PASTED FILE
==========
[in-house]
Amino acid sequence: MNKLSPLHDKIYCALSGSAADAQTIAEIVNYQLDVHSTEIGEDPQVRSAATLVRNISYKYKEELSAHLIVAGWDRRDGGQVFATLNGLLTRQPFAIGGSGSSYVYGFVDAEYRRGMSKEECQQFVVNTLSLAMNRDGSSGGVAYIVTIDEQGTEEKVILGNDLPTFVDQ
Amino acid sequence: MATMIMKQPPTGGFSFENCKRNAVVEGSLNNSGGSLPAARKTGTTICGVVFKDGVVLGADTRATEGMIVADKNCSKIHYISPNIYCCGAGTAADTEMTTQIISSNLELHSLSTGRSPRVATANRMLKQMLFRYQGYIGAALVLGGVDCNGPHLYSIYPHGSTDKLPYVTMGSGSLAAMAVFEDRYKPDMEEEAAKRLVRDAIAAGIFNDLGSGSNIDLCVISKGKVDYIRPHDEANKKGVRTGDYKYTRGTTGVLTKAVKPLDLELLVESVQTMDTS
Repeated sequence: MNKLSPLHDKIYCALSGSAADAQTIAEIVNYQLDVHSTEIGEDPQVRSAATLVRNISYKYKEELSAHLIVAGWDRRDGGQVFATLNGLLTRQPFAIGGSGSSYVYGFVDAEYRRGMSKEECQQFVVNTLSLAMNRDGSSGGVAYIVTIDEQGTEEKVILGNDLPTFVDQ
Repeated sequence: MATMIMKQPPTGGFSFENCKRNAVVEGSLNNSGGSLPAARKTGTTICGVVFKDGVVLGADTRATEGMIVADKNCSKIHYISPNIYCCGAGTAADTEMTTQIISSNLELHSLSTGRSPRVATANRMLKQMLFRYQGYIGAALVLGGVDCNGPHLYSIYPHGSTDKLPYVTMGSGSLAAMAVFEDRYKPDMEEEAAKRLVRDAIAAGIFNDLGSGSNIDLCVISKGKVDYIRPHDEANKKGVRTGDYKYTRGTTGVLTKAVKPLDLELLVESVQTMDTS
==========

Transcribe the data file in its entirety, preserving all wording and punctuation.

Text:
[in-house]
Amino acid sequence: MNKLSPLHDKIYCALSGSAADAQTIAEIVNYQLDVHSTEIGEDPQVRSAATLVRNISYKYKEELSAHLIVAGWDRRDGGQVFATLNGLLTRQPFAIGGSGSSYVYGFVDAEYRRGMSKEECQQFVVNTLSLAMNRDGSSGGVAYIVTIDEQGTEEKVILGNDLPTFVDQ
Amino acid sequence: MATMIMKQPPTGGFSFENCKRNAVVEGSLNNSGGSLPAARKTGTTICGVVFKDGVVLGADTRATEGMIVADKNCSKIHYISPNIYCCGAGTAADTEMTTQIISSNLELHSLSTGRSPRVATANRMLKQMLFRYQGYIGAALVLGGVDCNGPHLYSIYPHGSTDKLPYVTMGSGSLAAMAVFEDRYKPDMEEEAAKRLVRDAIAAGIFNDLGSGSNIDLCVISKGKVDYIRPHDEANKKGVRTGDYKYTRGTTGVLTKAVKPLDLELLVESVQTMDTS
Repeated sequence: MNKLSPLHDKIYCALSGSAADAQTIAEIVNYQLDVHSTEIGEDPQVRSAATLVRNISYKYKEELSAHLIVAGWDRRDGGQVFATLNGLLTRQPFAIGGSGSSYVYGFVDAEYRRGMSKEECQQFVVNTLSLAMNRDGSSGGVAYIVTIDEQGTEEKVILGNDLPTFVDQ
Repeated sequence: MATMIMKQPPTGGFSFENCKRNAVVEGSLNNSGGSLPAARKTGTTICGVVFKDGVVLGADTRATEGMIVADKNCSKIHYISPNIYCCGAGTAADTEMTTQIISSNLELHSLSTGRSPRVATANRMLKQMLFRYQGYIGAALVLGGVDCNGPHLYSIYPHGSTDKLPYVTMGSGSLAAMAVFEDRYKPDMEEEAAKRLVRDAIAAGIFNDLGSGSNIDLCVISKGKVDYIRPHDEANKKGVRTGDYKYTRGTTGVLTKAVKPLDLELLVESVQTMDTS